We have been traveling in Australia for roughly two months now. The first place we visited was Parkes in New South Wales, then we went to Melbourne in Victoria, to Port Augusta and Adelaide in South Australia, and finally to Kununurra and Yuendumu in the Northern Territory. In these places, we met people that worked respectively, on Wiradjuri, Woiwurrung, Barngala, Kaurna, Miriwoong and Warlpiri. These places and languages are listed in the same order as our trips, that also being the order of vitality of the languages: only the language mentioned last, Warlpiri, is still being spoken by children; the language mentioned next-to-last Miriwoong, still has some elderly native speakers, and all the other languages are being revived from written sources. The fact that the vitality of these languages coincides with the order of our trips is not a coincidence, but is rather connected to the fact we first travelled to urban places near Canberra and then to gradually more isolated and harder to reach places.
As we reported in previous blog posts, our encounters with mobs working on language revival taught us just how hard it is. Though it is undeniable that language revival efforts have an important effect on the self-esteem of Aboriginal people and on school attendance, numeracy and literacy rates among Aboriginal kids, it is undeniable too that in none of the cases we learned of was an Aboriginal language revived beyond the knowledge of fixed expressions and of isolated words. What our experience emphasizes to us is just how important it is to support the transmission of Aboriginal languages whose full speakers are still around.
In Kununurra we met a mob working on boosting the transmission of an Aboriginal language, the Miriwoong language. Among the Miriwoong people, only a handful of elders are full speakers of their language, a few middle-aged people are good passive speakers of it, and younger Miriwoong people have had little or no exposure to the language. To remedy the situation, the Mirima Language and Culture Centre is working on two fronts. They have already been for some time running a program targeted at young adults, which consists of organized sessions in which the Miriwoong elders teach the language to the younger adults. The Miriwoong language center recently started a program targeted at children, consisting of lessons taught at childcare centers and kindergartens. It is too early to access how the child-directed efforts are going to fare. As for the adult-directed efforts, they don't seem to have resulted in the restoration of the use of the Miriwoong language in daily situations.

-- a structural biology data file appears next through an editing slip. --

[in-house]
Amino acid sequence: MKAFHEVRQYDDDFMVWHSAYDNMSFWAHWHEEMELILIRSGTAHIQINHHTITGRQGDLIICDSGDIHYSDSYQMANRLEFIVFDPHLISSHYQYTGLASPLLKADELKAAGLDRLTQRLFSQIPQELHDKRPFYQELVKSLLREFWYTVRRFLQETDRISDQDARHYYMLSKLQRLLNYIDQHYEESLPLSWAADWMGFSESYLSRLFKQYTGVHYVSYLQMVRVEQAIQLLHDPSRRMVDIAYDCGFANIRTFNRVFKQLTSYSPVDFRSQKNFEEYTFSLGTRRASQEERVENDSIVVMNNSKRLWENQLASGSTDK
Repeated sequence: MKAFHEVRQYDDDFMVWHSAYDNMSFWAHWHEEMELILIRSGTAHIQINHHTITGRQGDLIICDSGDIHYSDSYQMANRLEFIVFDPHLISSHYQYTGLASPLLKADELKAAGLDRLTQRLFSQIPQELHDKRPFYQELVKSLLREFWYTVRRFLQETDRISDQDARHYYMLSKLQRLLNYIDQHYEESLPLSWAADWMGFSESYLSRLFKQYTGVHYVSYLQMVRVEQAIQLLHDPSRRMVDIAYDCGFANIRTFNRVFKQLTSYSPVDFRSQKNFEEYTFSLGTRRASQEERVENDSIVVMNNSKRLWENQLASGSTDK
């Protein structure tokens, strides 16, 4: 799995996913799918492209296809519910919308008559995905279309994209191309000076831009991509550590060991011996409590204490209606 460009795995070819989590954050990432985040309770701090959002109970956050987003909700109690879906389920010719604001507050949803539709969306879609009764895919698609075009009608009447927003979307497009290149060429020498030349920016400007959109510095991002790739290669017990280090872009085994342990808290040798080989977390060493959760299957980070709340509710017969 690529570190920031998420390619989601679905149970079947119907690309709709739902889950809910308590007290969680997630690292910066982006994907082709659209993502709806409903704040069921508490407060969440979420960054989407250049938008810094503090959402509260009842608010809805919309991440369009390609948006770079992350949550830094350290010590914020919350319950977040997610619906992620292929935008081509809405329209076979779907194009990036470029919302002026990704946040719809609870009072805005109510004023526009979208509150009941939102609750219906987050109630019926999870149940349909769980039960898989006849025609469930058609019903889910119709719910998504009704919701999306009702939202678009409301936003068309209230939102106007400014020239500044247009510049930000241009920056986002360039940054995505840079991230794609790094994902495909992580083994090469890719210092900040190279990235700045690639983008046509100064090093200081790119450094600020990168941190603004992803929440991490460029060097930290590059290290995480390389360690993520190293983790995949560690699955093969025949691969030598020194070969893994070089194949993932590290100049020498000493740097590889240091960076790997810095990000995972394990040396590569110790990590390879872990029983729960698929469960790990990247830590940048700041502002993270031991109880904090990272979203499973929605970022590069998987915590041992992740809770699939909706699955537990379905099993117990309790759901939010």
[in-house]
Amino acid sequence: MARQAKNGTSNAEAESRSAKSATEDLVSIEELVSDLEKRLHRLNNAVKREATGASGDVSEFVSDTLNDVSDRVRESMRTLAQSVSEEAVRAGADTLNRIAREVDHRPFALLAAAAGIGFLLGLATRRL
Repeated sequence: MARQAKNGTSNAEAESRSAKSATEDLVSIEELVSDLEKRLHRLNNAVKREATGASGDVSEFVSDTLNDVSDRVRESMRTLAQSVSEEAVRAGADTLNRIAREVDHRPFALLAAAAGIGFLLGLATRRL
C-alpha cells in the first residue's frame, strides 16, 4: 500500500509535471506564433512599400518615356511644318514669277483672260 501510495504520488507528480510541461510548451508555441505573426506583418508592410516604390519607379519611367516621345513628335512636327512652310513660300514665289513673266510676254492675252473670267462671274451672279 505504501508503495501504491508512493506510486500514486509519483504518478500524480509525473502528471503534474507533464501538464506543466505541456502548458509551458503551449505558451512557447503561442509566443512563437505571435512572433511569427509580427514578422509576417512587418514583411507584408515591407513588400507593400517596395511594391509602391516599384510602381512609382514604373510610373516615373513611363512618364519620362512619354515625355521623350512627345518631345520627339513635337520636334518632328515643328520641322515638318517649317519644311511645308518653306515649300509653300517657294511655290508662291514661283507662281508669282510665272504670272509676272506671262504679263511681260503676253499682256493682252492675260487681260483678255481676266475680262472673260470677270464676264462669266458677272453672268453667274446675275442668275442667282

This experience showed to us that even when full speakers are still around, restoring a language once direct transmission has been broken is no easy business (though we can't disregard the non-linguistic positive impact of restoration efforts on Aboriginal people).
My personal point of view is that the focus should be dislocated from the restoration of languages and cultures to the underlying, far more complex and long-standing problems the brutal British colonization brought onto the native peoples of the Australian continent. Drug abuse, domestic violence and cultural disintegration are but the symptoms of Aboriginal peoples' dispossession, hopelessness and lack of control over their own lives.
In the Warlpiri community of Yuendumu, we learned about some recent actions of the integrationalist program of the Northern Territory government on Warlpiri schools. After a few productive decades of autonomous development of the Warlpiri school curriculum, with hundreds of books produced locally in Warlpiri language, the NT government effectively imposed English as the school language. In the same vein, by enforcing stricter requirements on teacher certification, the NT government managed to reduce the presence of Warlpiri teachers in the school to only two. Take into consideration the fact that Yuendumu is the largest Warlpiri community of Australia.
Of course the situation is more complicated than anyone is able to grasp, and an interesting collection of points of view on the demise of the education of Aboriginal children in their mother tongue can be found [here](http://www.abc.net.au/4corners/content/2009/s2683288.htm).
My personal point of view comes from the comparison of the situation of the Australian Indigenous peoples with that of the Brazilian Indigenous peoples. In Brazil Indigenous peoples have the constitutional right to self-determination, and even though that right is often illegally violated, it is notory that in Australia the subjugation of the indigenous peoples is constitutional.
Symptomatic of the state of subjugation of the Australian Aboriginal peoples is the fact that in Yuendumu the principal of the local school is not a Warlpiri person. Nor are Warlpiri the people in leading positions at PAW, the modern incarnation of Warlpiri media. This state of affairs must be contrasted to that of Indigenous schools and media associations in Brazil, where teachers, principals and media makers are Indigenous.
In the last stop of our trip, in Alice Springs, we learned about innovative uses of new digital media for the conservation and documentation of Aboriginal languages in the "Getting in Touch" workshop.
Foto do acervo da AIATSIS, exposta na inauguração da Conferência Internacional 50 anos da AIATSIS, em Canberra
Foto do acervo da AIATSIS exposta. A legenda diz: The men prominent in Wave Hill strike for equal conditions and pay for Aboriginal workers, 1960.